JB: You’ve been an insider in Canada’s Parliament, and you have also fought persistently from outside. Where do you feel more at home? And where did you get more leverage?

RS: Where I feel most at home is in the forest. And for the first time in my adult life, I was not able to go for the spring goose break that we traditionally have among my people, because of the pandemic. So I’m heartbroken that I haven’t seen my people for the last year. But besides being at home, I think I managed pretty well both within the walls of Parliament and outside. I negotiated many agreements for my people over the years before I became a member of Parliament. Now, I cannot lobby the Parliament for four years because of the lobbying act, but I’m comfortable anywhere.

I was sent to residential school; I only spoke Cree, and the intent of the school was to take away my language. But I ended up coming out of the residential school with two additional languages. Being able to communicate, both in English and French, to the elected officials in this country has become a source of strength for me. And it has helped my own people a lot.

JB: You’ve written the afterword to a book that’s coming out in English in September. Tell me about it.

RS: The book is Waswanipi by Jean-Yves Soucy. He was a literary figure in Quebec who passed away several years ago. When Soucy was 18 years old, he got a summer job in northern Quebec as a fire warden. He’d never been in the boreal forest, so he hired my dad as a guide. The exchange between the two, from two very different perspectives and worlds, is just amazing.

He asks how my dad viewed the future of his children in 50 years. And my dad answers, “I think our children will need to learn the language that the white man speaks. They will need to learn the ways of the white man. Not for them to become white and lose their culture or traditions or language. But in order for them to learn how to deal with the white man and the white man’s world.”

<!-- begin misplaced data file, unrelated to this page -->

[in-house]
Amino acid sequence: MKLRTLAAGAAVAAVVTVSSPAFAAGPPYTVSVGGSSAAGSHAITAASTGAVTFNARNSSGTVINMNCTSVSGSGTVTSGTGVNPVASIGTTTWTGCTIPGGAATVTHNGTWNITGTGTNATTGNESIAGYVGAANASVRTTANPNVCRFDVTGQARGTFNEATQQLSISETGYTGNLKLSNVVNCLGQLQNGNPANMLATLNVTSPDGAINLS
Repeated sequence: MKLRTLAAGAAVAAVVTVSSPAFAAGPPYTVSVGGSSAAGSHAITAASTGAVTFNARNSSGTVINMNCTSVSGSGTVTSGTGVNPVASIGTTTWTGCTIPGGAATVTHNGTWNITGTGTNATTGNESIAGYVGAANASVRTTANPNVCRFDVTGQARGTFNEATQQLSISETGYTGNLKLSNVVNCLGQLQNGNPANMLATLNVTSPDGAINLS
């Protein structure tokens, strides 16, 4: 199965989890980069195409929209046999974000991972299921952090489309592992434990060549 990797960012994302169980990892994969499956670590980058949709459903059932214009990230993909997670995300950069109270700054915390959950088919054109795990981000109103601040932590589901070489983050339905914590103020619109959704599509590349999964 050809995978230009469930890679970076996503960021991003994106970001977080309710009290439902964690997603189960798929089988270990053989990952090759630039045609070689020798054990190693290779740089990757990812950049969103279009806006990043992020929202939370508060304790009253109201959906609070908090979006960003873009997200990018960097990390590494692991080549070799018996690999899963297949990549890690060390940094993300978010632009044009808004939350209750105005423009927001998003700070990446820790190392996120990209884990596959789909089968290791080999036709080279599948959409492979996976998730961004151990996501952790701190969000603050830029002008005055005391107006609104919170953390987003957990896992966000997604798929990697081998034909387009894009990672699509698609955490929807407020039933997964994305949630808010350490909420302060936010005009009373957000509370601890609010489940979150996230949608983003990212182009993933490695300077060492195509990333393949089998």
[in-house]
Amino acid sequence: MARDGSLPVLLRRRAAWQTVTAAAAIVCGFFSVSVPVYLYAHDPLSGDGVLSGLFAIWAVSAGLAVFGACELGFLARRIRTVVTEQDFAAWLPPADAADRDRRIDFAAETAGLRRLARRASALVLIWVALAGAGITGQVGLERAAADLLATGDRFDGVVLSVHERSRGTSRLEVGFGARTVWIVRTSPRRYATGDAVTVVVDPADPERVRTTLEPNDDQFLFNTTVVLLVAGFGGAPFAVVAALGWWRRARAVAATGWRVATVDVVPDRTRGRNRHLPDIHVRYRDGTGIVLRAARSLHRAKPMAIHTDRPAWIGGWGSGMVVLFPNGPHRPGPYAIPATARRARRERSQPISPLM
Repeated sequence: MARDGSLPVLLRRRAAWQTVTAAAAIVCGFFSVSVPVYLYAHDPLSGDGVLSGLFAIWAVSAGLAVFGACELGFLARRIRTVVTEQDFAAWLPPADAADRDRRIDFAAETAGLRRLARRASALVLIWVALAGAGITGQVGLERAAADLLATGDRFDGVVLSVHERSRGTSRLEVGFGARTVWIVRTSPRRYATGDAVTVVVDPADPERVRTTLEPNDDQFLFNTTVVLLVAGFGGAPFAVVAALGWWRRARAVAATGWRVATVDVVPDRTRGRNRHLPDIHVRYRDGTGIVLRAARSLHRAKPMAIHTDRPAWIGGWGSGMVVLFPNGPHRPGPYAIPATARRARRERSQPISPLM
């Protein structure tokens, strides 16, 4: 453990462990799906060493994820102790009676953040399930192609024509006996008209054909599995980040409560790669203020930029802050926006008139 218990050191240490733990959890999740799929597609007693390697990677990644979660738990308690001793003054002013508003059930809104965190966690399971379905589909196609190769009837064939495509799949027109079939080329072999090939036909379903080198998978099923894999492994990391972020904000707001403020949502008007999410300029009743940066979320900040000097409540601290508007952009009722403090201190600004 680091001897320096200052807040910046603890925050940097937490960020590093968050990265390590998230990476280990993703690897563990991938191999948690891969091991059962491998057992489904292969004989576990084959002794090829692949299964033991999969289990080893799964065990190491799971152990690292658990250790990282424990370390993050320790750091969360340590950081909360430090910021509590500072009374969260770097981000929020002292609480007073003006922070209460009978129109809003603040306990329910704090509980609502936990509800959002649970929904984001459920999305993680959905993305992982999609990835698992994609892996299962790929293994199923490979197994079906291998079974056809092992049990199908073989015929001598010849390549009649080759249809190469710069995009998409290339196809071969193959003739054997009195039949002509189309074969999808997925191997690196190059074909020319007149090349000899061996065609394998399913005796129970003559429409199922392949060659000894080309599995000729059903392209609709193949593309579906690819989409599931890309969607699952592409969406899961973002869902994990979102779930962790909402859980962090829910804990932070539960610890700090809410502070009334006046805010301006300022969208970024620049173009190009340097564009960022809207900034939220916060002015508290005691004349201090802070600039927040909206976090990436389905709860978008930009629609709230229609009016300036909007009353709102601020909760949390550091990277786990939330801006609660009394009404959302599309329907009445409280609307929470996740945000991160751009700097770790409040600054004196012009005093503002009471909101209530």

In the afterword to this wonderful book, I talk about the last time I saw my dad. I won’t say more than that — I think you have to read the book.


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JB: In late spring, the remains of hundreds of children were found in unmarked graves near former residential schools in British Columbia and in Saskatchewan. Indigenous leaders tell us there will be more. What came to mind when you heard these news reports?

RS: First, I felt much pain and sorrow at the thought of those lost babies! For those of us who not only lived the experience of residential schools, but also tragically lost a sibling in unknown circumstances, that news was devastating. I couldn’t breathe for a couple of seconds.

I was immensely privileged to be able to tell the story of my brother in the Parliament of Canada. It brought closure to my family and me. Many families to this day do not have that yet.

When I asked my mom, after we found little John 40 years later, if she would like the remains to be brought home, she responded that it wasn’t necessary because “I will be with him again one day.”

My mom passed on two years ago. I trust the Spirit World organized a feast and dance for the reunion.

JB: You’re too young to be asked this question, but what do you hope your legacy will be?

RS: I’m not yet totally retired; I still do a lot of work and a lot of writing, too. But one thing I regret is that even after 40 years, I’m still leaving behind to my children the same struggles that I faced 40 years ago. And that’s pretty sad. You know, the second paragraph of the preamble to the UN Declaration on the Rights of Indigenous Peoples says, “Affirming that indigenous peoples are equal to all other peoples, while recognizing the right of all peoples to be different, to consider themselves different, and to be respected as such.”

I want to be respected, as a different person from you. And I want my kids to be respected, because they are different as well.


Jocelyn Bell is the editor/publisher of Broadview.

This interview is used with permission from Citizens for Public Justice. It has been edited and condensed for length and clarity. It first appeared in the September 2021 issue of Broadview with the title “Fighting For Indigenous Rights.”